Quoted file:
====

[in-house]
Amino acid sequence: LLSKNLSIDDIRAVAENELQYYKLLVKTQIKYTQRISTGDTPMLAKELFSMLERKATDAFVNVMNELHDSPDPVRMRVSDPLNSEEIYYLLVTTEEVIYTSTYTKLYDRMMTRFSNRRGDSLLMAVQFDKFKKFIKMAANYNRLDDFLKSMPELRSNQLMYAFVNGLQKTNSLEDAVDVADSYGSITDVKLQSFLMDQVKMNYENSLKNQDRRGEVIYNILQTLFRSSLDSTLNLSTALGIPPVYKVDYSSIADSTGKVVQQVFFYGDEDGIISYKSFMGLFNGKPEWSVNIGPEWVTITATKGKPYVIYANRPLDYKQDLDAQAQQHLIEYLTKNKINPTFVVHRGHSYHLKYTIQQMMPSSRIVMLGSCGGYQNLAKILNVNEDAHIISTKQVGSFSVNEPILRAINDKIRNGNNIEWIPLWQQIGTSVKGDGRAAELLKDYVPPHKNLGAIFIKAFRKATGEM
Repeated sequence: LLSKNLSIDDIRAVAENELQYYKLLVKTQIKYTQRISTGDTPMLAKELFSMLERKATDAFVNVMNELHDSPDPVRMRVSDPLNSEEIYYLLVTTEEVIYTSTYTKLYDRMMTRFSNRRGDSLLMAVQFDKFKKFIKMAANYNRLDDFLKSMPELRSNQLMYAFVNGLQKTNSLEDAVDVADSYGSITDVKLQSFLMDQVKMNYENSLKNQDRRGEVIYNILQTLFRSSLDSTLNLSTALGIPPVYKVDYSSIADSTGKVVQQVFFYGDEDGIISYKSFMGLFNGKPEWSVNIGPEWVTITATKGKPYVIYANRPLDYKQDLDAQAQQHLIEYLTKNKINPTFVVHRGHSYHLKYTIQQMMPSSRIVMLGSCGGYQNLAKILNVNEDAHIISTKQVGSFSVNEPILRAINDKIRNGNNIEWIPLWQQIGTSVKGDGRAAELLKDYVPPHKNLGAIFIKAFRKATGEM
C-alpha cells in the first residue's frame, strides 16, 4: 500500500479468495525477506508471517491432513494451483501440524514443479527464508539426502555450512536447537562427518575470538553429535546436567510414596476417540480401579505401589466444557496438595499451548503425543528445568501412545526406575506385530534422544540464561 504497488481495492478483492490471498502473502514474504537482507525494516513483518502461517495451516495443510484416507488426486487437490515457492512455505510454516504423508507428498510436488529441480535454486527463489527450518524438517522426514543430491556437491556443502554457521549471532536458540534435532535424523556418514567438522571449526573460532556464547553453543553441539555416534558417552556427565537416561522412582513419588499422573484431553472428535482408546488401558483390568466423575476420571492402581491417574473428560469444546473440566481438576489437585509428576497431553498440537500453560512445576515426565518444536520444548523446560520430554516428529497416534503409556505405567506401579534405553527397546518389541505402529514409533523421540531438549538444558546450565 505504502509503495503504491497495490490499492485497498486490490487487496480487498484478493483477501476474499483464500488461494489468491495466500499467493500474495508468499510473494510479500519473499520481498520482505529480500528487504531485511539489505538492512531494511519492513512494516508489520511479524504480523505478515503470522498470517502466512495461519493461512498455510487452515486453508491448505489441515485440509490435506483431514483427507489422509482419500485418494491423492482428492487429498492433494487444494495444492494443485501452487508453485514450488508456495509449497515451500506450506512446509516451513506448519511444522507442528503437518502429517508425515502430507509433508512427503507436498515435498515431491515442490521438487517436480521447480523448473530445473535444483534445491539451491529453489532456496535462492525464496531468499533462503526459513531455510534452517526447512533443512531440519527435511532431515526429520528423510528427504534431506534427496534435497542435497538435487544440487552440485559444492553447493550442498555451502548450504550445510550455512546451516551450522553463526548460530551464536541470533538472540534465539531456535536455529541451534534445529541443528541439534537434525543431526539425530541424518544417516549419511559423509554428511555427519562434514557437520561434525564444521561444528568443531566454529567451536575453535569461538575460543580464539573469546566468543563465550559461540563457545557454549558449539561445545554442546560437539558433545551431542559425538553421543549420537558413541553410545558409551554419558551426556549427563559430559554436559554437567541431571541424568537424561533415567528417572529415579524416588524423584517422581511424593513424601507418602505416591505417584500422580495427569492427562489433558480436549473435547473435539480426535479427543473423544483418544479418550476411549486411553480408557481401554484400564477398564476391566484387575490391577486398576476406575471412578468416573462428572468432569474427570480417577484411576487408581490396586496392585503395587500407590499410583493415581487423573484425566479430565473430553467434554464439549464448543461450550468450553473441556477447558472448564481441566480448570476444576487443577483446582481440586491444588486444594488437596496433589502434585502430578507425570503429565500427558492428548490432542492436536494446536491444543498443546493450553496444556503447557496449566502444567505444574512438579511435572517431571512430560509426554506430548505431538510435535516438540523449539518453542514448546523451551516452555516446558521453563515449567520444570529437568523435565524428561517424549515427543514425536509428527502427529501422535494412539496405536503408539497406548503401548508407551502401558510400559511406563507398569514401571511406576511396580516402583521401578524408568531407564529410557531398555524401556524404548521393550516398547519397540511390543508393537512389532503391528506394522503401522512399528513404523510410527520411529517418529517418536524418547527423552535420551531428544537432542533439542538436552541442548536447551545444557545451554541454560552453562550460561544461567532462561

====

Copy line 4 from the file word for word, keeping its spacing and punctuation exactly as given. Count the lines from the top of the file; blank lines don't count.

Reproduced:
C-alpha cells in the first residue's frame, strides 16, 4: 500500500479468495525477506508471517491432513494451483501440524514443479527464508539426502555450512536447537562427518575470538553429535546436567510414596476417540480401579505401589466444557496438595499451548503425543528445568501412545526406575506385530534422544540464561 504497488481495492478483492490471498502473502514474504537482507525494516513483518502461517495451516495443510484416507488426486487437490515457492512455505510454516504423508507428498510436488529441480535454486527463489527450518524438517522426514543430491556437491556443502554457521549471532536458540534435532535424523556418514567438522571449526573460532556464547553453543553441539555416534558417552556427565537416561522412582513419588499422573484431553472428535482408546488401558483390568466423575476420571492402581491417574473428560469444546473440566481438576489437585509428576497431553498440537500453560512445576515426565518444536520444548523446560520430554516428529497416534503409556505405567506401579534405553527397546518389541505402529514409533523421540531438549538444558546450565 505504502509503495503504491497495490490499492485497498486490490487487496480487498484478493483477501476474499483464500488461494489468491495466500499467493500474495508468499510473494510479500519473499520481498520482505529480500528487504531485511539489505538492512531494511519492513512494516508489520511479524504480523505478515503470522498470517502466512495461519493461512498455510487452515486453508491448505489441515485440509490435506483431514483427507489422509482419500485418494491423492482428492487429498492433494487444494495444492494443485501452487508453485514450488508456495509449497515451500506450506512446509516451513506448519511444522507442528503437518502429517508425515502430507509433508512427503507436498515435498515431491515442490521438487517436480521447480523448473530445473535444483534445491539451491529453489532456496535462492525464496531468499533462503526459513531455510534452517526447512533443512531440519527435511532431515526429520528423510528427504534431506534427496534435497542435497538435487544440487552440485559444492553447493550442498555451502548450504550445510550455512546451516551450522553463526548460530551464536541470533538472540534465539531456535536455529541451534534445529541443528541439534537434525543431526539425530541424518544417516549419511559423509554428511555427519562434514557437520561434525564444521561444528568443531566454529567451536575453535569461538575460543580464539573469546566468543563465550559461540563457545557454549558449539561445545554442546560437539558433545551431542559425538553421543549420537558413541553410545558409551554419558551426556549427563559430559554436559554437567541431571541424568537424561533415567528417572529415579524416588524423584517422581511424593513424601507418602505416591505417584500422580495427569492427562489433558480436549473435547473435539480426535479427543473423544483418544479418550476411549486411553480408557481401554484400564477398564476391566484387575490391577486398576476406575471412578468416573462428572468432569474427570480417577484411576487408581490396586496392585503395587500407590499410583493415581487423573484425566479430565473430553467434554464439549464448543461450550468450553473441556477447558472448564481441566480448570476444576487443577483446582481440586491444588486444594488437596496433589502434585502430578507425570503429565500427558492428548490432542492436536494446536491444543498443546493450553496444556503447557496449566502444567505444574512438579511435572517431571512430560509426554506430548505431538510435535516438540523449539518453542514448546523451551516452555516446558521453563515449567520444570529437568523435565524428561517424549515427543514425536509428527502427529501422535494412539496405536503408539497406548503401548508407551502401558510400559511406563507398569514401571511406576511396580516402583521401578524408568531407564529410557531398555524401556524404548521393550516398547519397540511390543508393537512389532503391528506394522503401522512399528513404523510410527520411529517418529517418536524418547527423552535420551531428544537432542533439542538436552541442548536447551545444557545451554541454560552453562550460561544461567532462561